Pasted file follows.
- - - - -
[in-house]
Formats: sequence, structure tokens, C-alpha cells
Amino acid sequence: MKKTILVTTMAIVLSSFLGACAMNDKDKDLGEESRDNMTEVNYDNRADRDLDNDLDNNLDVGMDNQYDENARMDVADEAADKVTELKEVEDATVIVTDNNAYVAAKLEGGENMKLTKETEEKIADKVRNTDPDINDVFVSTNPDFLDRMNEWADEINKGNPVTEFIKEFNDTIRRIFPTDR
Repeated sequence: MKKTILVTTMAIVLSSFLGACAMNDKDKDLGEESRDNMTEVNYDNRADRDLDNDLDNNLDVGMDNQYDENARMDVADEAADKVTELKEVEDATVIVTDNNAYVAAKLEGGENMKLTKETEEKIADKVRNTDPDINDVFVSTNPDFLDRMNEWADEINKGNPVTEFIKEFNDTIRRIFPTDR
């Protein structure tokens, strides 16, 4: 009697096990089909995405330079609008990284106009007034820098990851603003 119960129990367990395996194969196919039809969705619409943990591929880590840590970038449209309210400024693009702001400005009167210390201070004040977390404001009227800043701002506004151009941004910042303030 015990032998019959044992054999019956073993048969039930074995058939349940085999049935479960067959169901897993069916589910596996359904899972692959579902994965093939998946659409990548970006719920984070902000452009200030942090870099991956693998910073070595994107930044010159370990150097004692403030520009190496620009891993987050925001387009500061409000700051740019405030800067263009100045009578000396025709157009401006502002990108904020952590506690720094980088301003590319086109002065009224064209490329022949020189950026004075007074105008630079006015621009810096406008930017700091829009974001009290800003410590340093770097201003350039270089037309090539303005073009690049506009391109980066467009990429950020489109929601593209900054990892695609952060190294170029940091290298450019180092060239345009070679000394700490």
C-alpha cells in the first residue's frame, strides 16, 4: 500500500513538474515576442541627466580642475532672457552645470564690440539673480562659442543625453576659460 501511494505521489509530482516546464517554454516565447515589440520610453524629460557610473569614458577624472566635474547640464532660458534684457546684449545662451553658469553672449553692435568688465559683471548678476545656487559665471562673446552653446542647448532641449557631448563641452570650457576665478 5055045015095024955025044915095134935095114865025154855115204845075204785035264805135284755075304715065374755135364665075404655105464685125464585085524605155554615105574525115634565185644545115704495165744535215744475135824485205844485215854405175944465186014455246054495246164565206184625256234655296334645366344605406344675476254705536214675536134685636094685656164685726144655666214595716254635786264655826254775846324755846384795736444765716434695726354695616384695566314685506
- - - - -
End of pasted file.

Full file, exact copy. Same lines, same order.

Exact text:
[in-house]
Formats: sequence, structure tokens, C-alpha cells
Amino acid sequence: MKKTILVTTMAIVLSSFLGACAMNDKDKDLGEESRDNMTEVNYDNRADRDLDNDLDNNLDVGMDNQYDENARMDVADEAADKVTELKEVEDATVIVTDNNAYVAAKLEGGENMKLTKETEEKIADKVRNTDPDINDVFVSTNPDFLDRMNEWADEINKGNPVTEFIKEFNDTIRRIFPTDR
Repeated sequence: MKKTILVTTMAIVLSSFLGACAMNDKDKDLGEESRDNMTEVNYDNRADRDLDNDLDNNLDVGMDNQYDENARMDVADEAADKVTELKEVEDATVIVTDNNAYVAAKLEGGENMKLTKETEEKIADKVRNTDPDINDVFVSTNPDFLDRMNEWADEINKGNPVTEFIKEFNDTIRRIFPTDR
């Protein structure tokens, strides 16, 4: 009697096990089909995405330079609008990284106009007034820098990851603003 119960129990367990395996194969196919039809969705619409943990591929880590840590970038449209309210400024693009702001400005009167210390201070004040977390404001009227800043701002506004151009941004910042303030 015990032998019959044992054999019956073993048969039930074995058939349940085999049935479960067959169901897993069916589910596996359904899972692959579902994965093939998946659409990548970006719920984070902000452009200030942090870099991956693998910073070595994107930044010159370990150097004692403030520009190496620009891993987050925001387009500061409000700051740019405030800067263009100045009578000396025709157009401006502002990108904020952590506690720094980088301003590319086109002065009224064209490329022949020189950026004075007074105008630079006015621009810096406008930017700091829009974001009290800003410590340093770097201003350039270089037309090539303005073009690049506009391109980066467009990429950020489109929601593209900054990892695609952060190294170029940091290298450019180092060239345009070679000394700490």
C-alpha cells in the first residue's frame, strides 16, 4: 500500500513538474515576442541627466580642475532672457552645470564690440539673480562659442543625453576659460 501511494505521489509530482516546464517554454516565447515589440520610453524629460557610473569614458577624472566635474547640464532660458534684457546684449545662451553658469553672449553692435568688465559683471548678476545656487559665471562673446552653446542647448532641449557631448563641452570650457576665478 5055045015095024955025044915095134935095114865025154855115204845075204785035264805135284755075304715065374755135364665075404655105464685125464585085524605155554615105574525115634565185644545115704495165744535215744475135824485205844485215854405175944465186014455246054495246164565206184625256234655296334645366344605406344675476254705536214675536134685636094685656164685726144655666214595716254635786264655826254775846324755846384795736444765716434695726354695616384695566314685506